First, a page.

After Christie, along with a company named Wireless Generation (remember that name), sabotaged New Jersey out of $400 million in order to stick it to the NJEA he needed a fall guy and chose former Education Commissioner Brett Schundler. So now the state was not only out $400 million in desperately needed education funds it was also out an Education Commissioner. What to do? Christie decided to look for talent from his old employer/current campaign donor Edison Schools Inc. and he found a willing former President and Chief Operating Officer of Edison Schools; Christie’s old boss Christopher Cerf.

Yes – Christie used to work for Cerf. In 2001 while Christie was Edison’s registered lobbyist, Cerf was Edison’s President and COO.

Oh what tangled webs we weave when we wish to deceive (on a Race to the Top Application). But let’s get back to Cerf.  

Cerf was President and COO of Edison Schools Inc. for eight years  running the company into the ground and requiring to get bailed out by the Florida Teachers Pension Fund in a corrupt deal brokered by Governor Jeb Bush. Cerf held on to his equity in the company until media attention forced him to divest when he took another public job for his private benefit in New York under New York City Chancellor Joel Klein, a long time privatization activist. Cerf, while a partner in the Public Private Strategy Group,  extracted some nice fees serving as Klein’s Chief Advisor on Transformation, leading “efforts to redesign the financial and organizational structure of the nation’s largest school district.”  Cha-ching!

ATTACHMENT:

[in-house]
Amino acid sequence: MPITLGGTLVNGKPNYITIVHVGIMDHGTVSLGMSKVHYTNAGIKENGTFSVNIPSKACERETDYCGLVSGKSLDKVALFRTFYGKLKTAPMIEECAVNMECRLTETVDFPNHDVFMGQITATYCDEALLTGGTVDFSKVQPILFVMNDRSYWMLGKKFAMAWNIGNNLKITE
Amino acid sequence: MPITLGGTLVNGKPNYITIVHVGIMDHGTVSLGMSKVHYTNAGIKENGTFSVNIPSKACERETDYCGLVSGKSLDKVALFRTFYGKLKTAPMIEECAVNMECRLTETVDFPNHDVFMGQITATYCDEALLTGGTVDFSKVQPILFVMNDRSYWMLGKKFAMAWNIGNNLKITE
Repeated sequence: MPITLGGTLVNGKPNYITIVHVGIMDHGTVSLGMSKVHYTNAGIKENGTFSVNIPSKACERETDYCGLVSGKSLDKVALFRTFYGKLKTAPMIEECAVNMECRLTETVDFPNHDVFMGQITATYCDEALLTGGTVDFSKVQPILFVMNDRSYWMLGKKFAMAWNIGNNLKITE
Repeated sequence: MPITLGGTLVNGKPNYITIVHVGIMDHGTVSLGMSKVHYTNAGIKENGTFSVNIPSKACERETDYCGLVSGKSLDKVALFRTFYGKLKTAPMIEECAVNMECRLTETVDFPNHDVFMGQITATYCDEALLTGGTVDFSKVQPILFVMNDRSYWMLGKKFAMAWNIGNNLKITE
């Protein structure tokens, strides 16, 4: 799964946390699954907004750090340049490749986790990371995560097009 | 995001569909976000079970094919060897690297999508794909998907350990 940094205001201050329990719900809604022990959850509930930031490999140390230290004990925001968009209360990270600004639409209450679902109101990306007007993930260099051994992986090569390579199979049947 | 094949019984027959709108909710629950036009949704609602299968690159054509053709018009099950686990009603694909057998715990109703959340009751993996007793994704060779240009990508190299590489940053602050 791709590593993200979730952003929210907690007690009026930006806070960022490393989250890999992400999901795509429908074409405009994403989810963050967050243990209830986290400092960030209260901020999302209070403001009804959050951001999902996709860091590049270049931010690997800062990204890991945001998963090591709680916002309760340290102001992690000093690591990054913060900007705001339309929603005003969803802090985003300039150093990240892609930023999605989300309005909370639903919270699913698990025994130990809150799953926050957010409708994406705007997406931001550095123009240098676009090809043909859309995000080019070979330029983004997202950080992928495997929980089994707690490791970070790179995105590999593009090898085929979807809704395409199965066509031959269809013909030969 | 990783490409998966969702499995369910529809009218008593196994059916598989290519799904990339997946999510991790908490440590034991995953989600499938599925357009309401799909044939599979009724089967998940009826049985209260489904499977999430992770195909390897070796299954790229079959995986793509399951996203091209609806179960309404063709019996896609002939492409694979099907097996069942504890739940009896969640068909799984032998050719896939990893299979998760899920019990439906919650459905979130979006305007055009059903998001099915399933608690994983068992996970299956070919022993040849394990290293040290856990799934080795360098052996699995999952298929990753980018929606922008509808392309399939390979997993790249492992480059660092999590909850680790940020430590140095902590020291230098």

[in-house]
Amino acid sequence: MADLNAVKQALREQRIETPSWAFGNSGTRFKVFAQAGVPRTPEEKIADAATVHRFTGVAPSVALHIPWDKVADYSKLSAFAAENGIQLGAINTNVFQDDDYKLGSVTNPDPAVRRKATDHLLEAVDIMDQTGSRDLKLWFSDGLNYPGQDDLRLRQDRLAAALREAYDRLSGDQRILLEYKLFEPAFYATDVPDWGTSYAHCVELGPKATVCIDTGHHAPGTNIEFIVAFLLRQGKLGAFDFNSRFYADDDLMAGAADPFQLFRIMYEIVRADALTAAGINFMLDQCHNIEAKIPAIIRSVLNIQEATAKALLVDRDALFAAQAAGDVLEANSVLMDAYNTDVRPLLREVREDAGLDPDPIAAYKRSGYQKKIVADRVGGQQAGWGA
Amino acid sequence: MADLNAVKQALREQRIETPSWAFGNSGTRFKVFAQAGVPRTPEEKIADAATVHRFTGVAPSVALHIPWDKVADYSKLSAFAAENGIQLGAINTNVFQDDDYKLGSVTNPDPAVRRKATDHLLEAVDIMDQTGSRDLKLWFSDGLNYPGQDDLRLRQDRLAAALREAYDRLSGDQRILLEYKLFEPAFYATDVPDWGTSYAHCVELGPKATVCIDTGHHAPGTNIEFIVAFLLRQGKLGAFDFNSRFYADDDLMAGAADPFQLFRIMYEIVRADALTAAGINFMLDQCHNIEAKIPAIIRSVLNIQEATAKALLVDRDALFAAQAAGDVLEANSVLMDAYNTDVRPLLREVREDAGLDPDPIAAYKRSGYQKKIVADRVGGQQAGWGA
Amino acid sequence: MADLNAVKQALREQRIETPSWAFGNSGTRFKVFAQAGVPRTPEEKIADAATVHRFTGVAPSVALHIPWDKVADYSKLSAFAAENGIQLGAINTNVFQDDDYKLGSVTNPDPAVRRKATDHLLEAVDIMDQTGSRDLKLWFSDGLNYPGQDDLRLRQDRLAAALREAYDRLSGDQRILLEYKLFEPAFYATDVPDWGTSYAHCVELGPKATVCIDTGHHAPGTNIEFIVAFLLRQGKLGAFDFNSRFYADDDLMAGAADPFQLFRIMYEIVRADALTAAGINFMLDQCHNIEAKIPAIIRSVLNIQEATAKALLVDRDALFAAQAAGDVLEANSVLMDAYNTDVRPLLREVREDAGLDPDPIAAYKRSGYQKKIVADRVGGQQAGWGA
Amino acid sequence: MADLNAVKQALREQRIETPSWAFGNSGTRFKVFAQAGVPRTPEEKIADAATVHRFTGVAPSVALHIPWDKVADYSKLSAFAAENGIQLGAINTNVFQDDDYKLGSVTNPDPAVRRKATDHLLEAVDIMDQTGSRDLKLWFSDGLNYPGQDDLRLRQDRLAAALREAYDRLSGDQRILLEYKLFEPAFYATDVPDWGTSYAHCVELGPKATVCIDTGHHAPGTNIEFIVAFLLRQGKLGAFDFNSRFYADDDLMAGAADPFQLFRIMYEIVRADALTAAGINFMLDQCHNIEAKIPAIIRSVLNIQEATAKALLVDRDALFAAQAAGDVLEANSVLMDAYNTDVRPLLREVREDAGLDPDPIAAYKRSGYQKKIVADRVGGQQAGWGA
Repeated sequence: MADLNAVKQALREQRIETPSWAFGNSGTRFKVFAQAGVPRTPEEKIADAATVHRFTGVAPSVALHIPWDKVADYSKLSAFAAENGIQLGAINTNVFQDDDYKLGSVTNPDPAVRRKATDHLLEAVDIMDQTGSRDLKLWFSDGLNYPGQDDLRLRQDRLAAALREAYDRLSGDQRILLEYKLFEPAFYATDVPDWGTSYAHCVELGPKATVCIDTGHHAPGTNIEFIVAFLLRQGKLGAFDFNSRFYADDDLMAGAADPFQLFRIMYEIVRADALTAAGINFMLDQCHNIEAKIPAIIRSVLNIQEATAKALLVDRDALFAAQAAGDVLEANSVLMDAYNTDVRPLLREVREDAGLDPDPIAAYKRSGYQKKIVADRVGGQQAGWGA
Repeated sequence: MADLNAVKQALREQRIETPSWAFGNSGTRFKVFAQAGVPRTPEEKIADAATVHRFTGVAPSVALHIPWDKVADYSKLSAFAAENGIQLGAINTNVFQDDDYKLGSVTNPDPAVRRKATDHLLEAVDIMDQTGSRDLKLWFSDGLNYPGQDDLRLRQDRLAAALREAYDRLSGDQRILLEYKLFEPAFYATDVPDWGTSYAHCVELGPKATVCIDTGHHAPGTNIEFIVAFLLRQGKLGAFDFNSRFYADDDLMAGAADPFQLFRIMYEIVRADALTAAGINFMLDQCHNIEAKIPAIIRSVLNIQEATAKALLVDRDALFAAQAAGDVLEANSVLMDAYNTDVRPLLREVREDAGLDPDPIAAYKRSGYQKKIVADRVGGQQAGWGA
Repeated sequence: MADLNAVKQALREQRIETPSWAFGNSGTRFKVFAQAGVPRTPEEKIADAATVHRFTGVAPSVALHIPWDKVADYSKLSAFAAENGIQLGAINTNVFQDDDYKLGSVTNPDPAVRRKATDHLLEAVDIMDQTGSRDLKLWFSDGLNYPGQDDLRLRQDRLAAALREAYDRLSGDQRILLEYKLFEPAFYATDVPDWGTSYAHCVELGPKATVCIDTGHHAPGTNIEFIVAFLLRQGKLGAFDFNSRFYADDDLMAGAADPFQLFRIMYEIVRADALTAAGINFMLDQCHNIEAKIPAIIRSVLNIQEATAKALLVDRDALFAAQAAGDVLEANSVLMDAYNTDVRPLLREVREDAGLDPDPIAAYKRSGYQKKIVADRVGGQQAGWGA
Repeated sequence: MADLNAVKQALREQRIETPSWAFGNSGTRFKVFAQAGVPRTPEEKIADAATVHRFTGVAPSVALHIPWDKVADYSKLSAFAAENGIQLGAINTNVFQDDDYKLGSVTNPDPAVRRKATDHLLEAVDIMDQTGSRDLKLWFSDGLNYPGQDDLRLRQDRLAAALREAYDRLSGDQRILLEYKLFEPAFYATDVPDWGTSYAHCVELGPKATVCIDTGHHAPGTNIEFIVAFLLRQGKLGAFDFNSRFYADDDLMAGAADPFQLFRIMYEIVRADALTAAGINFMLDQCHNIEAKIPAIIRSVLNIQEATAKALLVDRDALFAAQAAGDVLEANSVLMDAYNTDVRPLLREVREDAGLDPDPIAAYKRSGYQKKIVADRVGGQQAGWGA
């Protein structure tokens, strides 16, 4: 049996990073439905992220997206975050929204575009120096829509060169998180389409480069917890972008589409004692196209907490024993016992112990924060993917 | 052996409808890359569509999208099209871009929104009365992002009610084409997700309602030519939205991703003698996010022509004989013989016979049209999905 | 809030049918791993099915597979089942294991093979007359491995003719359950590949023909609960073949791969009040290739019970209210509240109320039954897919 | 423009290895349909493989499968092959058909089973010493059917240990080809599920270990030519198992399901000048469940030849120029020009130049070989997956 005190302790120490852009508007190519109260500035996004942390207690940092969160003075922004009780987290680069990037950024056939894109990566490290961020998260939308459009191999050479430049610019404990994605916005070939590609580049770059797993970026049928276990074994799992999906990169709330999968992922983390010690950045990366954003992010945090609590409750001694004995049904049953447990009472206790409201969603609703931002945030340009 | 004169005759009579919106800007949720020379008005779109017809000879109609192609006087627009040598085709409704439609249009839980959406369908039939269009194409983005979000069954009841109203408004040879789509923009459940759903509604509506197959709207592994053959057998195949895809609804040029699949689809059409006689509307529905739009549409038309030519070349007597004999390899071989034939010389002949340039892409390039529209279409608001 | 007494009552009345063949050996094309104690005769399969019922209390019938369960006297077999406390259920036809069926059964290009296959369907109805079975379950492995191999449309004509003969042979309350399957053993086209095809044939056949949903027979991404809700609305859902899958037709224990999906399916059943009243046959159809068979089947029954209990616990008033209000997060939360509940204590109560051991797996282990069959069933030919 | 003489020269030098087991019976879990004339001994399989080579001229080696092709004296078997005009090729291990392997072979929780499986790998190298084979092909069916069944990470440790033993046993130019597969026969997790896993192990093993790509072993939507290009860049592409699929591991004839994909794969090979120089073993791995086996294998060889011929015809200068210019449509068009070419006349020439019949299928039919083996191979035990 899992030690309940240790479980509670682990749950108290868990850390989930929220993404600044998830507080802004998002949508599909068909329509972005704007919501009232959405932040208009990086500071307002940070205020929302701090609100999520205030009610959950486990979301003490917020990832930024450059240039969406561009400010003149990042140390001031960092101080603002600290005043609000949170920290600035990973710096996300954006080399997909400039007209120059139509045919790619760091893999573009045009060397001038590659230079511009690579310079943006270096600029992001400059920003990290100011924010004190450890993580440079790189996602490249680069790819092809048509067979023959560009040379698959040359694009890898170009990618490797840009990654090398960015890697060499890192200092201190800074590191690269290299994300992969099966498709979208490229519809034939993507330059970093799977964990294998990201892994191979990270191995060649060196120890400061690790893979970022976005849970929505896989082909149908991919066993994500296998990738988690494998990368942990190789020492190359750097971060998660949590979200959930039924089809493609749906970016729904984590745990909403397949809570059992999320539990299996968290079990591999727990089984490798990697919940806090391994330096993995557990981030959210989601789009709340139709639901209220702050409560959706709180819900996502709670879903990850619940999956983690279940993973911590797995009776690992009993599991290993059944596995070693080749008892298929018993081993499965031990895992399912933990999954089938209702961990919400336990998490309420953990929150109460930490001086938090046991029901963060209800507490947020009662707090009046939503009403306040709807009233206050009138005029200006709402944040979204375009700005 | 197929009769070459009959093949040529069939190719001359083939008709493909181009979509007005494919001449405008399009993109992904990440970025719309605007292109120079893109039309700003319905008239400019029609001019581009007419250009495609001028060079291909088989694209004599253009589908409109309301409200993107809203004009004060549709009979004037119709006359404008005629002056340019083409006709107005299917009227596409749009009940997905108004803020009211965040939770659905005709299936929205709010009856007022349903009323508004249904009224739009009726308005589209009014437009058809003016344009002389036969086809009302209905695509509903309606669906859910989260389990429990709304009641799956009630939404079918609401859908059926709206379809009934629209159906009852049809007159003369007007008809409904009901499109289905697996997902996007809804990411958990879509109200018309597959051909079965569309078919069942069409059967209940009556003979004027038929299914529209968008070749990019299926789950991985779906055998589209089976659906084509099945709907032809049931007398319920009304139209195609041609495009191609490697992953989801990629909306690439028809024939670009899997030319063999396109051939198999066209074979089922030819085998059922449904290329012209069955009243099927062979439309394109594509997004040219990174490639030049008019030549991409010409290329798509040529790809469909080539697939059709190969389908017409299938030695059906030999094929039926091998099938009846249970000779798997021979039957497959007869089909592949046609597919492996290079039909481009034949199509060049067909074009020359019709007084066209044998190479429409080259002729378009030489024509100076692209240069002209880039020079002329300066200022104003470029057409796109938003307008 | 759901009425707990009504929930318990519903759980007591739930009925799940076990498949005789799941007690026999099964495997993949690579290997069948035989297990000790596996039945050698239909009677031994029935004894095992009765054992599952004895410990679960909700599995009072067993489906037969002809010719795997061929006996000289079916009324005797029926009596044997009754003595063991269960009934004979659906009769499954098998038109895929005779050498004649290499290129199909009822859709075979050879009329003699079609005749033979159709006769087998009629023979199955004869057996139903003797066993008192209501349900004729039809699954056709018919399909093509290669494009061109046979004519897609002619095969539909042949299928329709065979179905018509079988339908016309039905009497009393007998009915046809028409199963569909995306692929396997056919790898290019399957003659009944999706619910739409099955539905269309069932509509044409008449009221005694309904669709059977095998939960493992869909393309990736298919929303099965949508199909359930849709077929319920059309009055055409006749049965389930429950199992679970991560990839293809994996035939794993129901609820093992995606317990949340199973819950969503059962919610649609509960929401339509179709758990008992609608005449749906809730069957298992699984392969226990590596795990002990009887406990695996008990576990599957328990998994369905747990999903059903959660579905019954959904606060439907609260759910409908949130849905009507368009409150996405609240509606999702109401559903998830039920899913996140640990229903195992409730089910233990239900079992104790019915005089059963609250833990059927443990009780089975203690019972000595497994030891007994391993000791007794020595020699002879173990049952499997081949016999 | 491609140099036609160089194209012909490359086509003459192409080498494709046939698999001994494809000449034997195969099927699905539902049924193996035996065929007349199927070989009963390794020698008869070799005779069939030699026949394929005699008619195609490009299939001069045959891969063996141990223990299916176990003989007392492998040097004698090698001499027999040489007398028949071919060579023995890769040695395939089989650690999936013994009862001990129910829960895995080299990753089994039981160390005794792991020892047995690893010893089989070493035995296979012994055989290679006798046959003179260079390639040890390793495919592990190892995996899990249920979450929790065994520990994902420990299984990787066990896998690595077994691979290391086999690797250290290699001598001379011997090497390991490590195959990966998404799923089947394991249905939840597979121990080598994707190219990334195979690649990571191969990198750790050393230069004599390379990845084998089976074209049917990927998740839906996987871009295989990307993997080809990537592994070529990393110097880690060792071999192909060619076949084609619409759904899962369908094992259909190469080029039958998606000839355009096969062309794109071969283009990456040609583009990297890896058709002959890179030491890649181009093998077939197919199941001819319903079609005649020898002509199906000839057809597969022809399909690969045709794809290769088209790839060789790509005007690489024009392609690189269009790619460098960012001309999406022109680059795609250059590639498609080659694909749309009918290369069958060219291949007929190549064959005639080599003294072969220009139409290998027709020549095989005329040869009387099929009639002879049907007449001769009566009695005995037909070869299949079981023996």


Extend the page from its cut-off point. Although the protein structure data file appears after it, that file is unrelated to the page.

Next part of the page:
Along with his Public/Private/Privatizing business Cerf went to crony capitalism school. Cerf “graduated” from the Broad Urban Superintendents Academy in 2004. The what? Exactly, at least diploma mills grant fake degrees that sound like real degrees. Broad Urban Superintendent Academy is essentially a privatizing seminar program for the Broad Foundation  which, like a lot of these foundations, is a front for business interests. Just play the Trump Apprentice Theme Song in your head, you’ll understand.

“Degree” in hand and a wealth of experience in extracting economic rents  from taxpayers, Cerf founded Global Education Advisors and became the  Chief Executive Officer of Sangari Global Education. And by the way, if you want to talk cookie-cutter corporate marketing check out the Sangrai  website (1980s called they want their infomercial music back). Sangari, an openly for-profit business, makes money peddling textbooks and “consulting” with public schools.